Make the Fillebrown House Shine Fundraising Campaign and Restoration Project Update
The Make the Fillebrown House Shine Fundraising Campaign has raised just over $26,000 toward the Fillebrown House restoration project. The community support of this project has been fantastic and will allow the restoration effort to continue to move forward. The money raised will be used as a cash match for grant applications that are currently being processed to fund a full engineering study and the architectural planning phase of the project. Once those pieces are in place, the White Bear Lake Area Historical Society will be in a stronger position to apply for additional funding to complete the construction project. Planning will take place this spring and the larger grant deadlines occur later in the summer of 2014.
Please consider making a contribution to help us reach our total project goal of $75,000.
Donations can be made online through the donation button on the right, by phone at 651-407-5327, by mail at WBLAHS, PO Box 10543, White Bear Lake, MN 55110 or in person at our new offices at the White Bear Lake Armory - 2228 Fourth Street, downtown White Bear Lake.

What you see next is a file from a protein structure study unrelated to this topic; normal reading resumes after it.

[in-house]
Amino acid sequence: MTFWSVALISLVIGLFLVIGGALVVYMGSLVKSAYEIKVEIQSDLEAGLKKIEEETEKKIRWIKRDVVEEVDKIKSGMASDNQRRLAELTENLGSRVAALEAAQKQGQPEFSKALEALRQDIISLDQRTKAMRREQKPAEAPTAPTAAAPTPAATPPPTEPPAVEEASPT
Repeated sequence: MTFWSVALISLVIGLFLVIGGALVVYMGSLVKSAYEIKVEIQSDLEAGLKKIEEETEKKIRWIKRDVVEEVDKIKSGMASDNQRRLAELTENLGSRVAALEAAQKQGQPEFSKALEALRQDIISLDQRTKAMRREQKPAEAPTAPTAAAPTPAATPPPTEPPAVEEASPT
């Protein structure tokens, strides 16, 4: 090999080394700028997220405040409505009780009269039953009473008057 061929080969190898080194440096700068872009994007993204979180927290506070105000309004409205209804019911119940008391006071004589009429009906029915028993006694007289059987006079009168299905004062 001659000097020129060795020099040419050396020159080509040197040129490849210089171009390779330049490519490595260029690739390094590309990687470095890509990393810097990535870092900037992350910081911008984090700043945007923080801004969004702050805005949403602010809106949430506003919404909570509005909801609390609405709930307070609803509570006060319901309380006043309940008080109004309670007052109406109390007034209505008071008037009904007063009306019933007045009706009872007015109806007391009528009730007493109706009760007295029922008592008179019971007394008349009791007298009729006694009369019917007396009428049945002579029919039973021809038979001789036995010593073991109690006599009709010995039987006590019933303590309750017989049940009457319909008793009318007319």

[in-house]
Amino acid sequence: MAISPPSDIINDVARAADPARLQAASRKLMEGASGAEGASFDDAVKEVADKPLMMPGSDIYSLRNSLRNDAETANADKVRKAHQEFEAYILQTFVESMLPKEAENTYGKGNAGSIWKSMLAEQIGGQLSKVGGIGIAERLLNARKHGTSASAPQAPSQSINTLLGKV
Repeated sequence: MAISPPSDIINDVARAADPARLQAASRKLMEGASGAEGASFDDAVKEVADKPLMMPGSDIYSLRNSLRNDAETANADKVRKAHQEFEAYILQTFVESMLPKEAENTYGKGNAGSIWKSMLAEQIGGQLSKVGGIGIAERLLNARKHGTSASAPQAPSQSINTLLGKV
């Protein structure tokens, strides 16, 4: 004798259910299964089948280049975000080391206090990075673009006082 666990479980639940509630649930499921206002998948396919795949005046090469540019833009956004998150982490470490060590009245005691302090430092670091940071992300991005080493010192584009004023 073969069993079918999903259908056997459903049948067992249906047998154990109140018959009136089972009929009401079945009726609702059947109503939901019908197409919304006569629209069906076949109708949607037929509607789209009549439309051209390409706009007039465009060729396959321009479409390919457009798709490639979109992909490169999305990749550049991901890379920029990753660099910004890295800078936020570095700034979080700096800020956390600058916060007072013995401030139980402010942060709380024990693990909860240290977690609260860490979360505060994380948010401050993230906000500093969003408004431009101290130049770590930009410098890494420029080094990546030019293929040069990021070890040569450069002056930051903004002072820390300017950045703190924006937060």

Who were the Fillebrowns?
J. Walter and Harriet Fillebrown were residents of St. Paul who decided to purchase a summer cottage at White Bear in 1905 from the George B. Young family. After spending more than a decade of summers at the lake, the family decided to move here year round. In 1920 they did just that, winterizing the cottage by attaching the summer kitchen to the back end and adding heating stoves to the bedrooms. The cottage, or "Red Chalet" as it was known, served as the family home for J. Walter, Harriet and their two children, Helen and Arthur. As the years continued Helen and Arthur were concerned about the future of their cherished home. Neither Fillebrown descendant had married or had children of their own and there were no heirs to carry on the tradition of lakeside living. In the 1970s the Fillebrowns chose to donate their home to the White Bear Lake Area Historical Society as a symbol of the area's past and a community gathering place for future generations.